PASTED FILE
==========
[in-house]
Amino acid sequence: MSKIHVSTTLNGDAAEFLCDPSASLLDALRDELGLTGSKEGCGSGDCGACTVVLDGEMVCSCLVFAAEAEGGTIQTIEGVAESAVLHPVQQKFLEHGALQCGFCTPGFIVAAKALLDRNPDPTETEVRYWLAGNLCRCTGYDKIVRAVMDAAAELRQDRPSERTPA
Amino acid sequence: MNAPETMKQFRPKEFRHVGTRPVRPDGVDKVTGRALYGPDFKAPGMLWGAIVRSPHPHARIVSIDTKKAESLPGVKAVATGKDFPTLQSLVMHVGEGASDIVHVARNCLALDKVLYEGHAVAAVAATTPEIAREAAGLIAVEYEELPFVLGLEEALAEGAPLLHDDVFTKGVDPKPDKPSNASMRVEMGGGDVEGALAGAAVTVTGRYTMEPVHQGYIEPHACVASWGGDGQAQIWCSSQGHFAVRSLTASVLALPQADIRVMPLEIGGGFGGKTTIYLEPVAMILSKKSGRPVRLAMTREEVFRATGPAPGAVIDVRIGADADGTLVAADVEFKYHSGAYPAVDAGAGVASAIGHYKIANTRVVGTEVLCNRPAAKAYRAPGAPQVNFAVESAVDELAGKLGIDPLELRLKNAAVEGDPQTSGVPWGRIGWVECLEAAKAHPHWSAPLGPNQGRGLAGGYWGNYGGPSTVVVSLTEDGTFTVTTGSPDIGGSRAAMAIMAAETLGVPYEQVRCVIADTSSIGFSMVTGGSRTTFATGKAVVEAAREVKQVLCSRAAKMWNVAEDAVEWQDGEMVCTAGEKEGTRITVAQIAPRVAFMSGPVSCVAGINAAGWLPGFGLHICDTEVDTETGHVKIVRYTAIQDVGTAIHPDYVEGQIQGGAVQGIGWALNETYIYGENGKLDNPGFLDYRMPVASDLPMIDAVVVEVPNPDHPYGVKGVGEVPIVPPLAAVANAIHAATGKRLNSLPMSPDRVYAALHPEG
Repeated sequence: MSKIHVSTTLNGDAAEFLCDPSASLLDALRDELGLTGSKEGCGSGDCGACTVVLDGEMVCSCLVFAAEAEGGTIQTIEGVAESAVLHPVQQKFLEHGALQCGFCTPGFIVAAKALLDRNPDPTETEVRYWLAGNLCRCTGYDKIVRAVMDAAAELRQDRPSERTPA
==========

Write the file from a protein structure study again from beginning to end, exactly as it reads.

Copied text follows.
[in-house]
Amino acid sequence: MSKIHVSTTLNGDAAEFLCDPSASLLDALRDELGLTGSKEGCGSGDCGACTVVLDGEMVCSCLVFAAEAEGGTIQTIEGVAESAVLHPVQQKFLEHGALQCGFCTPGFIVAAKALLDRNPDPTETEVRYWLAGNLCRCTGYDKIVRAVMDAAAELRQDRPSERTPA
Amino acid sequence: MNAPETMKQFRPKEFRHVGTRPVRPDGVDKVTGRALYGPDFKAPGMLWGAIVRSPHPHARIVSIDTKKAESLPGVKAVATGKDFPTLQSLVMHVGEGASDIVHVARNCLALDKVLYEGHAVAAVAATTPEIAREAAGLIAVEYEELPFVLGLEEALAEGAPLLHDDVFTKGVDPKPDKPSNASMRVEMGGGDVEGALAGAAVTVTGRYTMEPVHQGYIEPHACVASWGGDGQAQIWCSSQGHFAVRSLTASVLALPQADIRVMPLEIGGGFGGKTTIYLEPVAMILSKKSGRPVRLAMTREEVFRATGPAPGAVIDVRIGADADGTLVAADVEFKYHSGAYPAVDAGAGVASAIGHYKIANTRVVGTEVLCNRPAAKAYRAPGAPQVNFAVESAVDELAGKLGIDPLELRLKNAAVEGDPQTSGVPWGRIGWVECLEAAKAHPHWSAPLGPNQGRGLAGGYWGNYGGPSTVVVSLTEDGTFTVTTGSPDIGGSRAAMAIMAAETLGVPYEQVRCVIADTSSIGFSMVTGGSRTTFATGKAVVEAAREVKQVLCSRAAKMWNVAEDAVEWQDGEMVCTAGEKEGTRITVAQIAPRVAFMSGPVSCVAGINAAGWLPGFGLHICDTEVDTETGHVKIVRYTAIQDVGTAIHPDYVEGQIQGGAVQGIGWALNETYIYGENGKLDNPGFLDYRMPVASDLPMIDAVVVEVPNPDHPYGVKGVGEVPIVPPLAAVANAIHAATGKRLNSLPMSPDRVYAALHPEG
Repeated sequence: MSKIHVSTTLNGDAAEFLCDPSASLLDALRDELGLTGSKEGCGSGDCGACTVVLDGEMVCSCLVFAAEAEGGTIQTIEGVAESAVLHPVQQKFLEHGALQCGFCTPGFIVAAKALLDRNPDPTETEVRYWLAGNLCRCTGYDKIVRAVMDAAAELRQDRPSERTPA